The beginning. It is important to understand that serious consultations occurred within the Tui Mali’s landowning unit (mataqali) before the final consent was granted for the lease. Similarly the Mali people were informed throughout every stage of the discussions about the venture through the Tikina (district) council and even at provincial level. The NLTB (native land statutory body) machinery also did their utmost best.The intention was always about the paramountcy of the interests of the Mali People. Any proposal therefore must be one that the Mali People will approve of. One they can gradually get involve with and feel part of rather than be rushed by a big bang venture with limited say and participation.
Read the full article by Ulai (Tui Mali's nephew) on Tribewanted.com!
Contact Ulai by email
Pictured: Kesa and Raijelli from the family on Vorovoro
Be a part of the team on Vorovoro!
The deadline for May 2008 Chief applications is approaching fast - Tuesday 5th February!
"Being chief on Vorovoro is a once-in-a-lifetime opportunity, and you get a free stay on the island" - what more could you want?
For everything you need to know about being a Chief on Vorovoro, visit Tribewanted.com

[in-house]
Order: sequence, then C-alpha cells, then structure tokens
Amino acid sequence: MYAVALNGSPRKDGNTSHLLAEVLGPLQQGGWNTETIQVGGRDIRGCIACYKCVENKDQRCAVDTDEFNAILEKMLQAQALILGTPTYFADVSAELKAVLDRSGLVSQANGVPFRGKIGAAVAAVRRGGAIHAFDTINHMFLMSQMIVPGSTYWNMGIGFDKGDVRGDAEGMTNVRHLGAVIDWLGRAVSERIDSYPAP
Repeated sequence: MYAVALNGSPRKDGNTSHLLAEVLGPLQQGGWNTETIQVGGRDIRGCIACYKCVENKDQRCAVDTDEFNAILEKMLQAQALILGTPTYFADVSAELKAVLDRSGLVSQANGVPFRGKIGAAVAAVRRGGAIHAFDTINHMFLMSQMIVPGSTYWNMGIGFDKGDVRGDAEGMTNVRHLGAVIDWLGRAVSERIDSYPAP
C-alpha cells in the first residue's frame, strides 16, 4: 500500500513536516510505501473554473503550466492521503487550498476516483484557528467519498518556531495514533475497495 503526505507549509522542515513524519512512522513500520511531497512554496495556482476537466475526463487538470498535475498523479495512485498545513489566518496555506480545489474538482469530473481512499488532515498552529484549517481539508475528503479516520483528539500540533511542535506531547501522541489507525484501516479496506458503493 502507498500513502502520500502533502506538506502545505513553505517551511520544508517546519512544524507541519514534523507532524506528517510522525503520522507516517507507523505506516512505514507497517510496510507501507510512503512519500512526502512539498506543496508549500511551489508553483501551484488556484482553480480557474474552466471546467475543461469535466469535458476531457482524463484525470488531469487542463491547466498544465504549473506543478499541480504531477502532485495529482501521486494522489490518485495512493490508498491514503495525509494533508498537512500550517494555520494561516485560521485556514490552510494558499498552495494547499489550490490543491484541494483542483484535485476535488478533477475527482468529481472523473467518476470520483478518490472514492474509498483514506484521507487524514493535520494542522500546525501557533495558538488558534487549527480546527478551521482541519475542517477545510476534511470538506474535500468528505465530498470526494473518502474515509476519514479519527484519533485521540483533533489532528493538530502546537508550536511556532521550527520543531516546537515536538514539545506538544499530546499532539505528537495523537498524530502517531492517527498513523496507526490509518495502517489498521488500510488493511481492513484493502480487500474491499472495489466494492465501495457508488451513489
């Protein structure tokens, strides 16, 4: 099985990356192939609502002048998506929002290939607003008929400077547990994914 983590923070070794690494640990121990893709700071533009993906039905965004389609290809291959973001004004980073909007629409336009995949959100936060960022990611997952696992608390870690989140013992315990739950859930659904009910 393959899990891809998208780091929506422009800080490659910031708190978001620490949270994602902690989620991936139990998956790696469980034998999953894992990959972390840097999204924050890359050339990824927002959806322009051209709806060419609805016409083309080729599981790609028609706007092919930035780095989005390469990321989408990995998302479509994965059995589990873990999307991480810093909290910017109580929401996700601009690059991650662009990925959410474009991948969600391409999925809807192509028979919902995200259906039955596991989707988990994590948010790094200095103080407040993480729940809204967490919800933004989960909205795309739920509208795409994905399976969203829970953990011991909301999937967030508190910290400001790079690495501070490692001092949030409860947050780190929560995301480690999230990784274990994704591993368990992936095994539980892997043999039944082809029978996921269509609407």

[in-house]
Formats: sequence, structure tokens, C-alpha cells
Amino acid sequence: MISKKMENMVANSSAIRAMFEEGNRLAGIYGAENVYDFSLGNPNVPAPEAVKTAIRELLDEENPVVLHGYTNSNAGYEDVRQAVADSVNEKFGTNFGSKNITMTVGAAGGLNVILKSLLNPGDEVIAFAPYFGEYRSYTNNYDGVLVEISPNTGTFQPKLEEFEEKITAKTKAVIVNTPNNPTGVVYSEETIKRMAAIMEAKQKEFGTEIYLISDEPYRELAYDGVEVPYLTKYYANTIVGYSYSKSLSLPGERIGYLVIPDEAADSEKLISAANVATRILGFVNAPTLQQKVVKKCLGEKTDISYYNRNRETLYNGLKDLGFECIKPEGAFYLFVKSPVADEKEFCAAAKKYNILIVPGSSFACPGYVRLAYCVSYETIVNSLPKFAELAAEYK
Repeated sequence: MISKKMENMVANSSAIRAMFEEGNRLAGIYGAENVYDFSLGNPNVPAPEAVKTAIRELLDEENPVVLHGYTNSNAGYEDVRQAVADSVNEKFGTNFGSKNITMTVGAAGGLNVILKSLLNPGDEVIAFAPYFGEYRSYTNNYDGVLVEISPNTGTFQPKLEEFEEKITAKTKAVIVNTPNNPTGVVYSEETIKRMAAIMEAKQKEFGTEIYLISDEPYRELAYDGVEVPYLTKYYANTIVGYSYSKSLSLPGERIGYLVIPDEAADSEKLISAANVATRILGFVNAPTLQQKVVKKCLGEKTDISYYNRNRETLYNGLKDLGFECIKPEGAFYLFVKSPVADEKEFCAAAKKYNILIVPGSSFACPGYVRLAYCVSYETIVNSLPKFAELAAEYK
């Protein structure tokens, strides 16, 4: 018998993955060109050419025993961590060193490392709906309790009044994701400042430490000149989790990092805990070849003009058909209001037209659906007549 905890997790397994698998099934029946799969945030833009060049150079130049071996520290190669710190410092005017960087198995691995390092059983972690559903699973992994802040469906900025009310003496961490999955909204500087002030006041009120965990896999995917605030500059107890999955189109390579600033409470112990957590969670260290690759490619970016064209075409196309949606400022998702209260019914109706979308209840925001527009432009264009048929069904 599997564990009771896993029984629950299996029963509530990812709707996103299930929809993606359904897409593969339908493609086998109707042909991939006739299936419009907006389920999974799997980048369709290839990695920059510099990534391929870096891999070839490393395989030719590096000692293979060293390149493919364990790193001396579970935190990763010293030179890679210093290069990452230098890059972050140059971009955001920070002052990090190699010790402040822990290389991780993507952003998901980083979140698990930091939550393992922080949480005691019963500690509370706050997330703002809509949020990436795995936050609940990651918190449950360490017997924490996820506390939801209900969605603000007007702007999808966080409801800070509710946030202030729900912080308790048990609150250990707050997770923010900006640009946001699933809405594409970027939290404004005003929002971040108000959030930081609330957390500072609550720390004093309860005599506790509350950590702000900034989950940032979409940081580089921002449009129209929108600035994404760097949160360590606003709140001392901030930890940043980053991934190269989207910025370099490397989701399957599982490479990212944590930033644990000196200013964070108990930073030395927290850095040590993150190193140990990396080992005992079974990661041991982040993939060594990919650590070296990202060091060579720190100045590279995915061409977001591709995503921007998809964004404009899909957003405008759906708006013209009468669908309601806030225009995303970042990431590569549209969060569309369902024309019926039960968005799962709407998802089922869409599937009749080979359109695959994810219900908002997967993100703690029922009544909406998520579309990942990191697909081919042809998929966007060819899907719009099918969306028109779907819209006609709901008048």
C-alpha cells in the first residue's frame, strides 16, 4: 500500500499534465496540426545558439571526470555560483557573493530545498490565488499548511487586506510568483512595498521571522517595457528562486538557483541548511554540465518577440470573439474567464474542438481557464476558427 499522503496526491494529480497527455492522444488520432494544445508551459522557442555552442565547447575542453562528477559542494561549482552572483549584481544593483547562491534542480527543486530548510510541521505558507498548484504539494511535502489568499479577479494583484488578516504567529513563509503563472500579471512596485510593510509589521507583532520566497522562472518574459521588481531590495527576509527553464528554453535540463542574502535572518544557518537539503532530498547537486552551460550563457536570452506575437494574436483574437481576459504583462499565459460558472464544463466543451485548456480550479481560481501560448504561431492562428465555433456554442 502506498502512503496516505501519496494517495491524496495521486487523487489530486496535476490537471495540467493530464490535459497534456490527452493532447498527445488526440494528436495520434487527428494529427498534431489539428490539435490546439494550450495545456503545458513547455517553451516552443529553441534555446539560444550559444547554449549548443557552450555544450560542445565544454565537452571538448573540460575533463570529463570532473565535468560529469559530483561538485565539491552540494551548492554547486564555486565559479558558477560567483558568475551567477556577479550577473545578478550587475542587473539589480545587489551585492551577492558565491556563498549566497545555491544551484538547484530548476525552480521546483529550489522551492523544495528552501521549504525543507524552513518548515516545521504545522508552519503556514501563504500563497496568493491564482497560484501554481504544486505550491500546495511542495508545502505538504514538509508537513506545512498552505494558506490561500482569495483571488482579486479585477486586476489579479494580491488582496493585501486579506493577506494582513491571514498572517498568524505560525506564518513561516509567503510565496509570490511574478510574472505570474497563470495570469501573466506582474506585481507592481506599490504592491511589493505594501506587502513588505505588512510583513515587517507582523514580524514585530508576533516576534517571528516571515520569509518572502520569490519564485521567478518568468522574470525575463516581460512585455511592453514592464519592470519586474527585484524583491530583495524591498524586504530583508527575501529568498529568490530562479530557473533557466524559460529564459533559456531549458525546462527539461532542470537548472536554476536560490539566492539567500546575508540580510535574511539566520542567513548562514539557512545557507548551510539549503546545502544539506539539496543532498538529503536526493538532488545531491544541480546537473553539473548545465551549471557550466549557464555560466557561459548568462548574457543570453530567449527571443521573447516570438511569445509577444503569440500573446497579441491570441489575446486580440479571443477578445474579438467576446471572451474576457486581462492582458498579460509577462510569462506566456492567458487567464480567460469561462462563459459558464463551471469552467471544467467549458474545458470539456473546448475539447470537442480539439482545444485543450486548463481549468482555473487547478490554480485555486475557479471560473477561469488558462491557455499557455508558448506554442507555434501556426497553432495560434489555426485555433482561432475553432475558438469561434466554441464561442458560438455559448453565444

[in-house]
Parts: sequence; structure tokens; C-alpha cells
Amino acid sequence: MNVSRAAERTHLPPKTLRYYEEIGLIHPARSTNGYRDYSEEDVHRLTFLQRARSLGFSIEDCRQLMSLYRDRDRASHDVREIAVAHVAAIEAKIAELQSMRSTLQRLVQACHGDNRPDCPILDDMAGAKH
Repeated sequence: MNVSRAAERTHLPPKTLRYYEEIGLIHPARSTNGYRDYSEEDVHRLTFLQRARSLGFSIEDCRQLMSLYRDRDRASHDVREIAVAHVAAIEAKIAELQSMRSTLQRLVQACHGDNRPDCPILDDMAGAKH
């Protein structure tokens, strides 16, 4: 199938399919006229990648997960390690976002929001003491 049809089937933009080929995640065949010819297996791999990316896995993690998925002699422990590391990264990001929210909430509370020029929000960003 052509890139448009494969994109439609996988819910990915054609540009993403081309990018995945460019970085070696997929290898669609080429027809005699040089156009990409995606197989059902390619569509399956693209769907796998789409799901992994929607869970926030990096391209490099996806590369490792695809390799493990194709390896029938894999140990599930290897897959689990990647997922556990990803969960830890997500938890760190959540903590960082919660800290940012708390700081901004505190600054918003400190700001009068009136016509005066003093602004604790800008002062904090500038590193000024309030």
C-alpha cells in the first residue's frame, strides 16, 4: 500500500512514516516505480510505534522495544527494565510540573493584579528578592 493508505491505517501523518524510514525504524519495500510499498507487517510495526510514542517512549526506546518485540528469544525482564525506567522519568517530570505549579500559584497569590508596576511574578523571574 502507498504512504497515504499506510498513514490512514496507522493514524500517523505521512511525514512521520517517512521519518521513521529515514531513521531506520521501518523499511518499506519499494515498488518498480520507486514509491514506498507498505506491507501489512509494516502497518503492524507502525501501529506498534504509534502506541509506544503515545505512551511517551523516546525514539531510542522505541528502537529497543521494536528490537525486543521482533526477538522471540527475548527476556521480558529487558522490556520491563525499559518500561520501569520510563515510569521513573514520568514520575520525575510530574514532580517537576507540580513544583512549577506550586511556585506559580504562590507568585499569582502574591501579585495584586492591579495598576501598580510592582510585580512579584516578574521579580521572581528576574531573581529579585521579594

If you have any questions about the role of chief send an email to firstname.lastname@example.org
SUSTAINABILITY MANAGER - Application deadline 9th February 2008
TRIBE MANAGER - Application deadline 9th February 2008
For more details on these roles, visit Tribewanted.com
Pictured: This is what you could be waking up to every morning on Vorovoro
Behind the Scenes of 'Paradise or Bust': The Fire
Here’s an extract from the book of how the day of the fire on Vorovoro (featured in Episode 2 of 'Paradise or Bust') unfolded in Ben's eyes:
Dan and I had changed and were about to walk down the hill to the sea-view bar for food and some cold beer. It was Saturday lunchtime, when my phone rang. ‘It’s the island. It’s on fire!’
‘Hang on, Sara Jane, what do you mean it’s on fire? Calm down a second, tell me exactly what’s going on.’ Dan stopped and looked at me as I listened.
‘I’m on the boat, we can’t get onto the beach because the tide is too low, and I’m looking at the middle peak of the island and it’s on fire, the whole thing is smoking. I can see a lot of flames on the far ridge.’